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The last time I wrote was Friday, almost a week ago, when I was forced to say goodbye to my Argentine boy. A lot has happened since then, and each morning, when I would normally chronicle the whirlwind of emotions over a cup of coffee, I couldn’t bring myself to crack my laptop.  It didn’t take very long for me to realize that I in fact was living in denial, and couldn’t bear to confront the reality of my emotions as I left the city that had become my own.

But now, back in Mystic, sitting in Starbucks on this chilly morning, it’s time to get it out. Goodbye was a horrible countdown, as each new day meant parting with another person, dragging out the process. First, my boy on friday; then my best friend on Saturday, more friends on Sunday, and the family on Monday.

Sunday, Mom and I sat on the floor of her bedroom, looking through childhood photos, me trying to pick my favorites to bring home. Suddenly, Mom was holding a little bag, and said she had a gift for me. Before I even opened it I was crying. It was a silver necklace with a Tree of Life pendant.  Mom proceeded to explain to me that I have roots in Connecticut, but now Argentina is where my roots are too, and how they will forever be a part of me and the person I grow to become. (I didn’t get the full explanation of the meaning until later because we were both crying).

Sunday night, the whole family came over and we had an elaborate dinner, full of laughs and childhood stories. My personal favorite was when Clari retold a Christmas book she wrote for Mom one year, in which everyone either died or went to other planets.  I spent the majority of the dinner zoning out, staring at each of these people that I loved more than anything else, and trying not to burst into tears at the thought that that would be our last family dinner together for a long time.  When forced to say goodbye to my oldest sister, the tears started flowing.  My baby sister, Ine, cuddled me on the couch and helped me pack, reminding me of all the good things that were waiting for me at home.  She was so comforting even though I knew she was hurting too.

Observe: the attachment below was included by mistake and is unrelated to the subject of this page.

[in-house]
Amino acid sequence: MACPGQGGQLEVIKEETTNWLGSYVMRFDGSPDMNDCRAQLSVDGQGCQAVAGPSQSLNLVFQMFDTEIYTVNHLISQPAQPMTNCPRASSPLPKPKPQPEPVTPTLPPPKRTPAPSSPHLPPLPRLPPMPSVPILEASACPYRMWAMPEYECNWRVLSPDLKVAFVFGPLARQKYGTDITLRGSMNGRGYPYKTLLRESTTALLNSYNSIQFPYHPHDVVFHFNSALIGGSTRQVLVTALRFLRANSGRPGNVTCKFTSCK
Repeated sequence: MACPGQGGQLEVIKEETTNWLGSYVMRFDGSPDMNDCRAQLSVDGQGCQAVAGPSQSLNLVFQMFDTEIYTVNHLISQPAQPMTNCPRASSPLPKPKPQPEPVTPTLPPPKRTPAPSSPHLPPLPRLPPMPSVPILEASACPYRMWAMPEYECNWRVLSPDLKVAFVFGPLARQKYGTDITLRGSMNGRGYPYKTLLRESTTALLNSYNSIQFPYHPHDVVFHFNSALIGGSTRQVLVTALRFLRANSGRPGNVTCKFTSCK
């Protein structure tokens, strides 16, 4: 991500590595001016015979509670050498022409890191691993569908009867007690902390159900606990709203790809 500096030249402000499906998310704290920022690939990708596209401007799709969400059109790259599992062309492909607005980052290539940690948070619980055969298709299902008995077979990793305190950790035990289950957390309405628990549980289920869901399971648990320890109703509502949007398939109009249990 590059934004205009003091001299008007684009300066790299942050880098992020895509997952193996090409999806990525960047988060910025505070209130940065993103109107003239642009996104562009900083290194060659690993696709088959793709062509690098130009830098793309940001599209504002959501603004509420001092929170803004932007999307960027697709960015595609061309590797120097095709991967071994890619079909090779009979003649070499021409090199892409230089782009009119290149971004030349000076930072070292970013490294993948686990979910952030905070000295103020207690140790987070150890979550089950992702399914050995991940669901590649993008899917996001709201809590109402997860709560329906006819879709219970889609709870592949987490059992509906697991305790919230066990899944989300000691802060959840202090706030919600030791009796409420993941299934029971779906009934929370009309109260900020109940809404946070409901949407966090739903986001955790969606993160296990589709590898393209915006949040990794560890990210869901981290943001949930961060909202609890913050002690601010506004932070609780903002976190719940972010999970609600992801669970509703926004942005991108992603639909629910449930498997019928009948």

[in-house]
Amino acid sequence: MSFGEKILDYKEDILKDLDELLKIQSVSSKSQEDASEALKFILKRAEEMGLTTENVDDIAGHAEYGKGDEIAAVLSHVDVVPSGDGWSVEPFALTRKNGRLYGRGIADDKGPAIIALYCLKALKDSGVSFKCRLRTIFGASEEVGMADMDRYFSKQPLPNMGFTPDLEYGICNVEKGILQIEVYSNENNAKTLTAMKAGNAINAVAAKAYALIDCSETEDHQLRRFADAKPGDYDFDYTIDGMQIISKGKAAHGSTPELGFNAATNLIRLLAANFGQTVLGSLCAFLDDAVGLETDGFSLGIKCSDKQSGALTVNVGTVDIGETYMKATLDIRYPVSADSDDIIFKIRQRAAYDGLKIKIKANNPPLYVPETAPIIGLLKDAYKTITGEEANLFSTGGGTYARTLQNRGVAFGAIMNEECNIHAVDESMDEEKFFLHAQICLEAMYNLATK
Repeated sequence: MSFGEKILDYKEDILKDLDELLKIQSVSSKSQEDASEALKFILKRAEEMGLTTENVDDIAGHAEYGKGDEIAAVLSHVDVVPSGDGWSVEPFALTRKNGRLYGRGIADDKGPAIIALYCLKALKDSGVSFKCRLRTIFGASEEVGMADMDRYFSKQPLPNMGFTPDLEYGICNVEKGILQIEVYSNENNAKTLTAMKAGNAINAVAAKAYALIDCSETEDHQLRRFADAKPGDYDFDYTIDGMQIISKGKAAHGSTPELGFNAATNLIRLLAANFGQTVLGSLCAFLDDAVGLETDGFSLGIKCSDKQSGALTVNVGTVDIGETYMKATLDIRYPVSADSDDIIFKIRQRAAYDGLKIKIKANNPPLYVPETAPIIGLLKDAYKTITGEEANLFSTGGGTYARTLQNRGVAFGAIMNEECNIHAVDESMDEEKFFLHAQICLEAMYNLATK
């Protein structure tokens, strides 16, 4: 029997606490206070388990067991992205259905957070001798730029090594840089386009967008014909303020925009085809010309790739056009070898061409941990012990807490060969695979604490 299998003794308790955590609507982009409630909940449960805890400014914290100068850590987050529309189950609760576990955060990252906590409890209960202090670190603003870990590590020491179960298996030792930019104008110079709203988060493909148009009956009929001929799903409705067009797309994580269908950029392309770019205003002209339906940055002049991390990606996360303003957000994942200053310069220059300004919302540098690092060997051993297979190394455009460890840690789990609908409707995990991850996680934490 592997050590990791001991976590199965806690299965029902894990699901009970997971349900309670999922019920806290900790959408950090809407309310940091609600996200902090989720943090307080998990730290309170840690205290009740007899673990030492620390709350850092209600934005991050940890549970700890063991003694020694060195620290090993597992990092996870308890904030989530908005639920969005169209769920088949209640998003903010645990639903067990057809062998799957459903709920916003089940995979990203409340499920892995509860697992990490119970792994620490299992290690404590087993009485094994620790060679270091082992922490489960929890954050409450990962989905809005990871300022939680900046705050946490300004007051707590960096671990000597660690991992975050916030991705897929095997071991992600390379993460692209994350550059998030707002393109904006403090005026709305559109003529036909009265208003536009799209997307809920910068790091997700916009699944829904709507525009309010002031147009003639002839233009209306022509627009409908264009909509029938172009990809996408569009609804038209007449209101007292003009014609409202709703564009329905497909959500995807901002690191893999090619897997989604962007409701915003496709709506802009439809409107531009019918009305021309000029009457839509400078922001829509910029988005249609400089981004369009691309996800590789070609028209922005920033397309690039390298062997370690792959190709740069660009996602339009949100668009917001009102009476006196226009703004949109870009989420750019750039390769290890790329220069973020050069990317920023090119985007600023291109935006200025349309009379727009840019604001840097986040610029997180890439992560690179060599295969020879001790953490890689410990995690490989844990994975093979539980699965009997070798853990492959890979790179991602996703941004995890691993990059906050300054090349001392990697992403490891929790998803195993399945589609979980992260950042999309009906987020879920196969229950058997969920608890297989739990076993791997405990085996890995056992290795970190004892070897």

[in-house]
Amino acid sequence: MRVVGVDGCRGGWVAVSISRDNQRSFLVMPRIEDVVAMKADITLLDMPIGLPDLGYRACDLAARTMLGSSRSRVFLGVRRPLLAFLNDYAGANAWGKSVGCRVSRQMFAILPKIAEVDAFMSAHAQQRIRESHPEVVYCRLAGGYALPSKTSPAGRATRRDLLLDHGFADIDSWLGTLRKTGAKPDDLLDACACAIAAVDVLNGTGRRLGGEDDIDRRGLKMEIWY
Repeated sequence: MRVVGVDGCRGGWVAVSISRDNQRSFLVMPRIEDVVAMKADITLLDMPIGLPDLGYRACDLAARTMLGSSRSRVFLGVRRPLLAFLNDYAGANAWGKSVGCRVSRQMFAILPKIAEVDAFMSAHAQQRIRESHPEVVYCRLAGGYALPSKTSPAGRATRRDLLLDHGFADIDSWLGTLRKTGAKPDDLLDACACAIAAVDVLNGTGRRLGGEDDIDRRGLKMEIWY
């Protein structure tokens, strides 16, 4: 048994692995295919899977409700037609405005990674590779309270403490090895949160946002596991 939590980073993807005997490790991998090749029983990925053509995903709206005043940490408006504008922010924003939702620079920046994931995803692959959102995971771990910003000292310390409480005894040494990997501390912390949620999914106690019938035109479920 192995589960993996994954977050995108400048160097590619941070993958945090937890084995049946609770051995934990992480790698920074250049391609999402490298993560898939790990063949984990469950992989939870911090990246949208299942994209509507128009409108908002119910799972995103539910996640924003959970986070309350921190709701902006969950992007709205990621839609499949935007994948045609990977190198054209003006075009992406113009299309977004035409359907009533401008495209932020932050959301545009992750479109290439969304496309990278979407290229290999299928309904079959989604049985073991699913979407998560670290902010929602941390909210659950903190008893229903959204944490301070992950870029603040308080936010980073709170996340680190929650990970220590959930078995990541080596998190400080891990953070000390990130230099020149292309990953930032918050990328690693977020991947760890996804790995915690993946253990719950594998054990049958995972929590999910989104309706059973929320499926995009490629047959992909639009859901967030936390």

Monday I tried to distract myself from the world ending by going to get my hair done.  To kill extra time, I walked there… for like two hours (needless to say I took a cab home).  Fran, my only brother, rushed home from school so he could come with us to the airport. We chatted in the back seat as Mom pointed at anyone unusual on the street, and Rafa drove like “Jack Bauer” in between trucks. It was very nostalgic.  When we eventually arrived at Ezeiza, I expected to just be dropped off and hugged goodbye, but I should have known the Argentines would never say goodbye like that.  Not only was I accompanied inside, but we all had a coffee and reminisced. Mom assured me that even though I totaled my car before coming to Argentina, there would be one waiting for me when I got home, because I’m a “good girl” (no such luck). Eventually, they accompanied me to the gate. I can’t express to you the sinking feeling in my heart that took over when I had to pull away from my family. I would have stayed hugging them forever if I could have. Forcing myself to go, I turned back from the security check point to see the faces of my Mom and brother, with sad smiles and glassy eyes, waving goodbye, their faces framed by the shoulders of people between us.

And so while I went through security, and sat waiting at the gate, I cried for them, for losing them, for missing them. All of a sudden, there was no more denying, I was alone again, in the airport, heading home.  Sitting at that gate, I asked myself a million times if this was even the right thing to do, if I should run out of the terminal and into a cab, instead of boarding the plane. But I didn’t.

I have a lot of adjusting to do, and I don’t feel like I belong here anymore: everyone’s speaking English, strangers don’t want to be my friends, and people look at me with the crazy eyes when I talk to them and make dumb jokes.  This American hostility just isn’t my thing, and I’m truly sad that I am going to have to adjust back to it, as there is no reason that I would ever want to.

While I love having the holiday Starbucks flavors on mornings like this, I am missing home, and the people that go with it. I’m left with the ever-recurring question: What am I doing with my life now?

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